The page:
Making a film in your house or garden could be exactly the right set for the film, requiring little or no alteration. But sometimes objects might have to be hidden or disguised because they do not fit the story or the period in time that the film is set in. The ‘When You Wash Upon A Star’ film example below shows how the children created a pretend space ship and a washing machine (props) for the scene using cardboard, paint, imagination and some very shiny paper. Check it out – the little children acting are very cute too!
You can use materials that you have at home to create props and scenes. Old fabric, old curtains/sheets, cardboard, paper, fabric, wrapping paper and other creative materials. Best to ask your parent/guardian for permission first though to make sure the items are available for use in your film!
Costumes can be also be found at home with the help of your family – think about clothes already in your house that relate to the storyline. For example, the characters might look good in their own modern day clothes, ready-made costumes, dressing up clothes and old adult clothes. Feathers, ribbons, braid, scarves, beads, old costume jewellery can be collected up for enhancing the costumes and headgear (hats, caps, helmets, etc.). Look at how the children below used clothes from home as costumes when acting for a film they made about the first ever Dáil in Ireland.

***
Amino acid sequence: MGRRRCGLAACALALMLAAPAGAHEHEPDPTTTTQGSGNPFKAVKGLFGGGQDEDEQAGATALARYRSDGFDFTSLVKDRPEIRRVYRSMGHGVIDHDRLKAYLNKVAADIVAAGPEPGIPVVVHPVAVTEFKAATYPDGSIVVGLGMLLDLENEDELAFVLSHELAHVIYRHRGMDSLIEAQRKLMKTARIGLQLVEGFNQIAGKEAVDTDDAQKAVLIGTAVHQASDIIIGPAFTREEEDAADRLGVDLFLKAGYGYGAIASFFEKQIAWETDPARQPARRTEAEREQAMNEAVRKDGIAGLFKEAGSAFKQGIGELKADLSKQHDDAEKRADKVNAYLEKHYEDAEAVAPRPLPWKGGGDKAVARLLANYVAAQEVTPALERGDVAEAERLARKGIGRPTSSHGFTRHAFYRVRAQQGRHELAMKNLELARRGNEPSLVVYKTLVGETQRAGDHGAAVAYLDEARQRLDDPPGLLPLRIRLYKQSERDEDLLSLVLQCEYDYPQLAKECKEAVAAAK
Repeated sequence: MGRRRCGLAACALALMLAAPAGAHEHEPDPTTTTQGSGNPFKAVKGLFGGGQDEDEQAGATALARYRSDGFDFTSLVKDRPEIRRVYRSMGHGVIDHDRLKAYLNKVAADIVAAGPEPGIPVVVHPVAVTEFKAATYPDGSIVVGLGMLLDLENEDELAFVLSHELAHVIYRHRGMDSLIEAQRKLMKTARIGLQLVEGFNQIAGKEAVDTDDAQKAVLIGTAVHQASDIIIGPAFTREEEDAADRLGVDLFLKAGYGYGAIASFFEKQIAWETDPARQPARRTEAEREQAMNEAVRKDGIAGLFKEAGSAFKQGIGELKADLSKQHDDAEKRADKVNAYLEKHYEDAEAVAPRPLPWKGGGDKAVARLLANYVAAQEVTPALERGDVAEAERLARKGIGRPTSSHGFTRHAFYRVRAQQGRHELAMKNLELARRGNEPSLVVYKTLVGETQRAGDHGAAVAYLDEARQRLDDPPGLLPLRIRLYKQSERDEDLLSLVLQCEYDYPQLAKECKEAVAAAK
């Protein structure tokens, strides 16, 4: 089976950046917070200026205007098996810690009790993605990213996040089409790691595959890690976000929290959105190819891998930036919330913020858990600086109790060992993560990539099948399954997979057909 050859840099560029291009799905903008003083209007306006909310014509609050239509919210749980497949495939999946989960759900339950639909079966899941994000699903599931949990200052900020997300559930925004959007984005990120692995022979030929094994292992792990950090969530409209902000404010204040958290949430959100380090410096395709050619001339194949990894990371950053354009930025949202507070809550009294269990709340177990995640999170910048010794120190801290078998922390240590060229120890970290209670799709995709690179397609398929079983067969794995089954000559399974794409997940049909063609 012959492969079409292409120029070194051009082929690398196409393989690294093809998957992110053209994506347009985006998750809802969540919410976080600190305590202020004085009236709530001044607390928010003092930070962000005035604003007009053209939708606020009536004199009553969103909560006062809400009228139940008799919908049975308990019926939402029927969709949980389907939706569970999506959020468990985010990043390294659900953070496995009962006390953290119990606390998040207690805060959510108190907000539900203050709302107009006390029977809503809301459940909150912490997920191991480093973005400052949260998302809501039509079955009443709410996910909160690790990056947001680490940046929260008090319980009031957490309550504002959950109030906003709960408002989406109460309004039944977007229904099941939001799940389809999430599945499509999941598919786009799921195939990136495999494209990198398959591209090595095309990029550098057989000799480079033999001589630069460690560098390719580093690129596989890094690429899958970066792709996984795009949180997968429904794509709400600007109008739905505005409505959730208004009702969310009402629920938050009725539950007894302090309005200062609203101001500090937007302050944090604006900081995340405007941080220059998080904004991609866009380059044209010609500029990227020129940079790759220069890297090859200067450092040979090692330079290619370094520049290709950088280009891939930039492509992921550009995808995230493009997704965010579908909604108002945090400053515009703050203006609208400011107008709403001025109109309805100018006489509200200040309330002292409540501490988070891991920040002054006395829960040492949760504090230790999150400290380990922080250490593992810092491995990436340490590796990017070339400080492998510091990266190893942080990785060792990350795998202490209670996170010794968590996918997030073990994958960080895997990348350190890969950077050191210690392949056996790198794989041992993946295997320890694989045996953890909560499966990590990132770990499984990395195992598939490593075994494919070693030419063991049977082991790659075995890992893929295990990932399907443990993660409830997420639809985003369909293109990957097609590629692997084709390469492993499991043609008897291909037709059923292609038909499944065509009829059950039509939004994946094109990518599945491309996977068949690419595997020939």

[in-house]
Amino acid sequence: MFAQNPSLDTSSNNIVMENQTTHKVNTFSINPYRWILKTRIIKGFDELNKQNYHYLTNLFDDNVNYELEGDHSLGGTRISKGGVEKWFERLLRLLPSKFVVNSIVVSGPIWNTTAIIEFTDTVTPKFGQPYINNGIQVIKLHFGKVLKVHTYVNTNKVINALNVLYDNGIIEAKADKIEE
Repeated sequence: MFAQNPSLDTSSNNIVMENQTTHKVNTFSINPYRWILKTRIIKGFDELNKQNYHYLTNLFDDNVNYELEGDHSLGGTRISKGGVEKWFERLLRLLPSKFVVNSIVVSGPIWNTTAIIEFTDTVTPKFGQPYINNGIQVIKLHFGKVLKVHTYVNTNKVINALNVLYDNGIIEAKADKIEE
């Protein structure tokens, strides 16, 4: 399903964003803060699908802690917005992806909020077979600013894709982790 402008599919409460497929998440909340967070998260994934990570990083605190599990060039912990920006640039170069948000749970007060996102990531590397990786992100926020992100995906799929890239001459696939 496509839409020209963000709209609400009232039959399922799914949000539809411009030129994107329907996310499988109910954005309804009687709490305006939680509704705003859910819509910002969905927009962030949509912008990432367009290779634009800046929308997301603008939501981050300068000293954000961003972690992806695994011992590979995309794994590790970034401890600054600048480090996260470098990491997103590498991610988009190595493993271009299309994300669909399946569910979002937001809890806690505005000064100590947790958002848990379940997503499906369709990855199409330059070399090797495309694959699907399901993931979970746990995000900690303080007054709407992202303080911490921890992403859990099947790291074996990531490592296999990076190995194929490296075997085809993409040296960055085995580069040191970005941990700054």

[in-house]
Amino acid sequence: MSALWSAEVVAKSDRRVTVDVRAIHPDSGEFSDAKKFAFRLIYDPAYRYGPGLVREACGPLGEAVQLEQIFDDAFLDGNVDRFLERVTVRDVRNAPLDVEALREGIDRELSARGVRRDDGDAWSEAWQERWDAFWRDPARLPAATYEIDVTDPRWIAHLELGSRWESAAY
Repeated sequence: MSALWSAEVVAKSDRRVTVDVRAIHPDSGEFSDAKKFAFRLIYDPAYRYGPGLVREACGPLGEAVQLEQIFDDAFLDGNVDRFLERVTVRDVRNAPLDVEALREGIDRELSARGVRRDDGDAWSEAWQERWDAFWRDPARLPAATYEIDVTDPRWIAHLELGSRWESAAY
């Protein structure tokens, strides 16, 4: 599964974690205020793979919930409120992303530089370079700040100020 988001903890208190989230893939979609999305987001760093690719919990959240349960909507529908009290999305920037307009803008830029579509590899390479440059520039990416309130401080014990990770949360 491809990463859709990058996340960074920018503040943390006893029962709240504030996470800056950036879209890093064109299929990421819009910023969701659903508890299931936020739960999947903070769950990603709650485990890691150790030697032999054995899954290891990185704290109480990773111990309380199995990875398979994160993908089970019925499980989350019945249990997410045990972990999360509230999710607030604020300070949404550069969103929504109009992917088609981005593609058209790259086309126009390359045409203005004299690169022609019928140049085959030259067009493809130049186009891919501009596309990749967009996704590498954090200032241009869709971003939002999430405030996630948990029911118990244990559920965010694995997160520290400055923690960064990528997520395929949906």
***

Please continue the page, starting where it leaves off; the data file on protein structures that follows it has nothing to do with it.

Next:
‘When Cropfields Cry’ is a good example of how old clothes can be torn up or damaged if the character is supposed to look poor or shabby.
Next steps are for you to decide where you will shoot the film, make props and scenes if necessary and gather together the costumes so you have everything ready for the next stage – filming!! You will also need to identify what camera you will use for recording – a phone, a tablet or a camera.
Tomorrow’s post for Live-Action Film-making is called The Shoot! When I’ll talk about shooting your film.